# A Bad Case of the Fridays: A Look at Daily Market Returns

Day trading – is there an optimal way to do it? At a high level the data suggests you’re better off avoiding intraday exposure and instead trading overnight (or shorting intraday, if your risk profile can tolerate it). But what about specific days of the week? If you were to only trade on, say, Tuesdays, how would you do compared to only Fridays or Mondays? Is there a material difference or are all weekdays essentially the same?

Let’s find out!

Contents

## Prior Research

**Basics**

How to Trade Options Efficiently Mini-Series

**Backtesting Concepts**

Building a Research Framework

### AAPL – Apple Inc.

- AAPL Short Put 0 DTE Cash-Secured
- AAPL Short Put 45 DTE Cash-Secured
- AAPL Short Put 45 DTE Leveraged
- AAPL Long Day Trade

### AMZN – Amazon.com, Inc.

### BTC – Bitcoin

### C – Citigroup Inc.

### DIA – SPDR Dow Jones Industrial Average

- DIA Short Put 7 DTE Cash-Secured (coming soon)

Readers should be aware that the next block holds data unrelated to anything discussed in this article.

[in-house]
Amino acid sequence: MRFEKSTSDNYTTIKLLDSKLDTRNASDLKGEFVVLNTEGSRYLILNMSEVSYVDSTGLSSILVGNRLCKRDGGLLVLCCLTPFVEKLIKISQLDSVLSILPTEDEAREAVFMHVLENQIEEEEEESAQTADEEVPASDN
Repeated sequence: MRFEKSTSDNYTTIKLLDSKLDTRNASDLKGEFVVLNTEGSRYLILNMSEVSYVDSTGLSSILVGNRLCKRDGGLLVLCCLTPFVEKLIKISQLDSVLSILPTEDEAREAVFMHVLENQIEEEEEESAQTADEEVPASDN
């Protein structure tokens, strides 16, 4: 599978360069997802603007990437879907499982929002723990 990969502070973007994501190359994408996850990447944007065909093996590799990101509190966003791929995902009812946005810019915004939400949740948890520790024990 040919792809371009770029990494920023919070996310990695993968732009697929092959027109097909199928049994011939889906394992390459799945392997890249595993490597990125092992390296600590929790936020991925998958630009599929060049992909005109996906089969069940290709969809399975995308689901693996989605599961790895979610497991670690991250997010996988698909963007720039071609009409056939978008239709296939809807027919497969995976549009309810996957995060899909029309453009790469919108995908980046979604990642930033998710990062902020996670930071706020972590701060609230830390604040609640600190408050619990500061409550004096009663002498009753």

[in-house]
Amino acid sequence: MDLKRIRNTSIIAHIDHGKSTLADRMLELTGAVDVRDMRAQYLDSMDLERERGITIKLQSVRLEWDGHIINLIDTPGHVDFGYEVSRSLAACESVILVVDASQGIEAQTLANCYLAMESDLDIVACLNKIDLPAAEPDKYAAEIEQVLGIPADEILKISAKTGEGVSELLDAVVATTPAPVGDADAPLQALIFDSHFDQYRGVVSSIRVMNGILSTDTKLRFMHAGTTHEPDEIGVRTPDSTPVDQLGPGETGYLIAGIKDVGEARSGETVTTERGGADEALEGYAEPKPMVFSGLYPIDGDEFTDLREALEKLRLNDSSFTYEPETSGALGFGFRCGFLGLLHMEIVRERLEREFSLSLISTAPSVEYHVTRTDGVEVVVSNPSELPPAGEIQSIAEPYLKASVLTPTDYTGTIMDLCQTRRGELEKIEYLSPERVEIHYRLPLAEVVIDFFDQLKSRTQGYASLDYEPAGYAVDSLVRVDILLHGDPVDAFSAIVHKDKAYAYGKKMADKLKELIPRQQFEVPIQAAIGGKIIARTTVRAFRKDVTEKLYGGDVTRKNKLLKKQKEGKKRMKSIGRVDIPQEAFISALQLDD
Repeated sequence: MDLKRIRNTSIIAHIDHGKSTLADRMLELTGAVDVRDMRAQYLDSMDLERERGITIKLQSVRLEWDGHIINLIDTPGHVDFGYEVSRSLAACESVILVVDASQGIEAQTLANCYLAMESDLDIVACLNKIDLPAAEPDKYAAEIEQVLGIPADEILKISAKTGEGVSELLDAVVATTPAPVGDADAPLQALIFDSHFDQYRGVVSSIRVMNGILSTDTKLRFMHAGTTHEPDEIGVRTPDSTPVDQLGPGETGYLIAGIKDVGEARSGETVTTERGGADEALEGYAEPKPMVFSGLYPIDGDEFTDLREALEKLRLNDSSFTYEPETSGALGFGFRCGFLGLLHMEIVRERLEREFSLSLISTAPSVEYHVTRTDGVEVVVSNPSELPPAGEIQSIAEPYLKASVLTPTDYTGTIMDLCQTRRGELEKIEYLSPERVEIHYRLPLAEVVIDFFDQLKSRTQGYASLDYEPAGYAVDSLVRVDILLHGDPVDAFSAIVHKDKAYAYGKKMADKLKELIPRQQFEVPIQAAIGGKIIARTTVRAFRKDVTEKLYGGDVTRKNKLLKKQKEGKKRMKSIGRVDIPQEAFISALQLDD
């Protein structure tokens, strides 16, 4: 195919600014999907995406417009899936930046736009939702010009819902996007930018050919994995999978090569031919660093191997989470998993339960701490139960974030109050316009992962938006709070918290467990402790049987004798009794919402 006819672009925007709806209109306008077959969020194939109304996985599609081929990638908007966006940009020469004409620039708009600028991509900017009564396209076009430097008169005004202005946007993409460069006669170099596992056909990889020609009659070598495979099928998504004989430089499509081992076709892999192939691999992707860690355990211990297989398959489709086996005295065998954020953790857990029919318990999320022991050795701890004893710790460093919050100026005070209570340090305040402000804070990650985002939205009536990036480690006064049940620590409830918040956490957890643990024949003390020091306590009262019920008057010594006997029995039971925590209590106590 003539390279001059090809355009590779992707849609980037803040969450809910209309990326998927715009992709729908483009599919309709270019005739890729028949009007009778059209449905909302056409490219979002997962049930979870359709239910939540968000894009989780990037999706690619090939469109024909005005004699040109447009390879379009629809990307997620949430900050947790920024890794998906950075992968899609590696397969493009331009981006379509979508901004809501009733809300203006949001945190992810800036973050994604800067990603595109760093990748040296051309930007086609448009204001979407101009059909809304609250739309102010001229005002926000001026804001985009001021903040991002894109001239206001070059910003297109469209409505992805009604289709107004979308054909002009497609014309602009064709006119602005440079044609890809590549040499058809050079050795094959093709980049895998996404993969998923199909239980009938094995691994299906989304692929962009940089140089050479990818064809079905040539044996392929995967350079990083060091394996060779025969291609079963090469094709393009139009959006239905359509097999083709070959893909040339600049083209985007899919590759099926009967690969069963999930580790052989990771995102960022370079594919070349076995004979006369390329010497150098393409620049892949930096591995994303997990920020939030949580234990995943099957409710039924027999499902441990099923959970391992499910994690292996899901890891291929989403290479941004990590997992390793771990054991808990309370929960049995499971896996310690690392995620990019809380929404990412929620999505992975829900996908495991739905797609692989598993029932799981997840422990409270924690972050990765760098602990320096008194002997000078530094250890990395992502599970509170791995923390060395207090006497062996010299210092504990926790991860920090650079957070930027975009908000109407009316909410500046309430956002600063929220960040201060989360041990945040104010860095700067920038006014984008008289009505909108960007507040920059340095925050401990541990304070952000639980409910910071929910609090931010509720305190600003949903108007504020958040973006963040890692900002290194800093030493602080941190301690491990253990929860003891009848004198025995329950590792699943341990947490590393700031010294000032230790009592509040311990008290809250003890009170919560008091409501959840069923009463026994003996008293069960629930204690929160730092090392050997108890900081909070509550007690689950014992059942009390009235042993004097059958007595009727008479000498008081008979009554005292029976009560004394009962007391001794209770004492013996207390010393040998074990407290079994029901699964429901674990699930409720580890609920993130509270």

- DIA Short Put 7 DTE Leveraged (coming soon)
- DIA Short Put 45 DTE Cash-Secured (coming soon)
- DIA Short Put 45 DTE Leveraged (coming soon)

### DIS – Walt Disney Co

### EEM – MSCI Emerging Markets Index

### GE – General Electric Company

### GLD – SPDR Gold Trust

### IWM – Russel 2000 Index

- IWM Short Put 7 DTE Cash-Secured
- IWM Short Put 7 DTE Leveraged
- IWM Short Put 45 DTE Cash-Secured
- IWM Short Put 45 DTE Leveraged
- IWM Long Day Trade

### MU – Micron Technology, Inc.

### QQQ – Nasdaq 100 Index

- QQQ Short Put 7 DTE Cash-Secured
- QQQ Short Put 7 DTE Leveraged
- QQQ Short Put 45 DTE Cash-Secured
- QQQ Short Put 45 DTE Leveraged

### SLV – iShares Silver Trust

- SLV Short Put 45 DTE Cash-Secured
- SLV Short Put 45 DTE Leveraged (coming soon)

### SPY – S&P 500 Index

- SPY Long Put 45 DTE Optimal Hedging
- SPY Long Call 45 DTE
- SPY Long Call 730 DTE LEAPS
- SPY Short Put 0 DTE Cash-Secured
- SPY Short Put 0 DTE Leveraged
- SPY Short Put 0, 7, 45 DTE Leveraged Comparison
- SPY Short Put 2-3 DTE M,W,F “BigERN Strategy” (guest post)
- SPY Short Put 7 DTE Cash-Secured (coming soon)
- SPY Short Put 7 DTE Leveraged
- SPY Short Put 45 DTE Cash-Secured
- SPY Short Put 45 DTE Leveraged
- SPY Short Put 45 DTE Leveraged binned by IVR (coming soon)
- SPY Short Vertical Put Spread 0 DTE (coming soon)
- SPY Short Vertical Put Spread 45 DTE
- SPY Short Call 0 DTE Cash-Secured
- SPY Short Call 0 DTE Leveraged
- SPY Short Call 45 DTE Cash-Secured
- SPY Short Call 45 DTE Leveraged